Normally, it is the Ravens defense that produces optimism entering a season, but as the 2012 season nears, it is the Ravens offense generating high hopes.
Quarterback Joe Flacco is in his fifth season, entering what should be his prime. He has never looked more confident or polished after an offseason with his new position coach, Jim Caldwell. Running back Ray Rice, not even 26 yet, is also in his prime, with a new contract in hand. There's more speed on the outside with Jacoby Jones joining Torrey Smith, and Anquan Boldin, Ed Dickson and Dennis Pitta are already established as go-to targets for Flacco.
That's a lot to like, especially with the coaches having committed to an up-tempo philosophy Flacco clearly loves.
Sure, there are questions about the offensive line, which is among the NFL's oldest and remains unsettled to a degree; it's still not clear which five are starting up front. There's also the persistently tricky matter of finding the right run-pass balance, which was a problem early in the 2011 season and has the potential to rear again in the up-tempo environment.
But while no one should expect to see a reprise of the St. Louis Rams' scoreboard-blinking "Greatest Show on Turf" at M&T Bank Stadium, it seems reasonable to expect an offense that steadily puts up points – enough to tilt many games in the Ravens' favor.
The bigger question entering this season is whether the Ravens defense can hold off opposing offenses.
There's just more uncertainty on that side of the ball as the 2012 season opens. The unit's best player from a year ago, Terrell Suggs, is sidelined indefinitely with an Achilles tear. Two other key veteran starters, Jarrett Johnson and Cory Redding, also are gone, having departed via free agency. That's almost half of the front seven turning over.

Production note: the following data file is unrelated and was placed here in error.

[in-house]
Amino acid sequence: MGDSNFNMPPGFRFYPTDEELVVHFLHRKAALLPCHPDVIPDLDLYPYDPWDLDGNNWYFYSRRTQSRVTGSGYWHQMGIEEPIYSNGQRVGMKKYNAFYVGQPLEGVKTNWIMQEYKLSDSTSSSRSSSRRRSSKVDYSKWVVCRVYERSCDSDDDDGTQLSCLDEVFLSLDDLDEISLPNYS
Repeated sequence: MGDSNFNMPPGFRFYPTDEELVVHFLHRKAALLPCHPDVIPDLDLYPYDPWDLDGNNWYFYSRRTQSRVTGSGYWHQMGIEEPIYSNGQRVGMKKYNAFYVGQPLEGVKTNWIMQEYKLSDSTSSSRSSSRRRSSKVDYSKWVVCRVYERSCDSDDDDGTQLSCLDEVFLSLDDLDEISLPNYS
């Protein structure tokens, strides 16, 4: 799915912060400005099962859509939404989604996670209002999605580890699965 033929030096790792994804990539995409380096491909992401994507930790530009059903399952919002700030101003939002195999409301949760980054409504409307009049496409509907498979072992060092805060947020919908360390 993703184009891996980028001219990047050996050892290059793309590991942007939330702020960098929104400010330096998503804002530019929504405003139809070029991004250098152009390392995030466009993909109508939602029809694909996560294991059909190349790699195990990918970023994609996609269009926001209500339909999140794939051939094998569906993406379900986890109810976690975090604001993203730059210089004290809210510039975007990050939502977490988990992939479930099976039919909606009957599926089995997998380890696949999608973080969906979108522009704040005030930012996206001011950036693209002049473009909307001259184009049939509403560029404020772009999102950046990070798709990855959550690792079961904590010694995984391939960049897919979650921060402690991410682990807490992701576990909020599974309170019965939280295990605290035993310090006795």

Ray Lewis is 37. Ed Reed is in his contract year. The secondary had a shaky preseason. A new coordinator, Dean Pees, is in charge, and while his credentials are impeccable, he is the fourth new guy in five years.
The Ravens' defensive pedigree is so polished from years of success that I have long believed the unit could pretty much just roll out of bed and finish in the top 10 in the league. That's not the goal, but will anyone really be that surprised if the pieces come together in the end? Having an All-Pro, Haloti Ngata, as an interior anchor certainly is a nice start.
Nonetheless, that "roll out of bed" principle could get tested this season. There are just more variables on that side, more questions that need answering. Can Paul Kruger and Albert McClellan (or Courtney Upshaw) successfully set the edge of the run defense? Can the pass rush still wreak havoc without Suggs? Is the secondary, thought to be a strength, more sound than it showed in the preseason?
A thorny early-season schedule allows Pees little time for a trial-and-error period. The Ravens open against the Cincinnati Bengals, who rang up 819 yards of net offense in two games against Baltimore a year ago. That's followed by a trip to Philadelphia and the challenge of corralling Michael Vick, and then, a replay of the AFC title-game showdown with Tom Brady and the Patriots.
No time in there for breathing easy and sorting through possible solutions. The defense has to be ready from the start.
The pieces of a successful unit obviously are in place. The Ravens finished third in the league in defense a year ago, and while much has been said about how young guys such as Kruger, Pernell McPhee, Arthur Jones and others have to step up this year, sharing a huddle with Lewis and Reed should help the first-time starters.
Even without Suggs, the Ravens still have more star power on defense than many teams – so much that it almost seems counterintuitive to suggest that unit, not the offense, is the variable entering the season. But nothing is ever thus, and indeed, it is the play of the defense that will determine just how high the Ravens fly in 2012.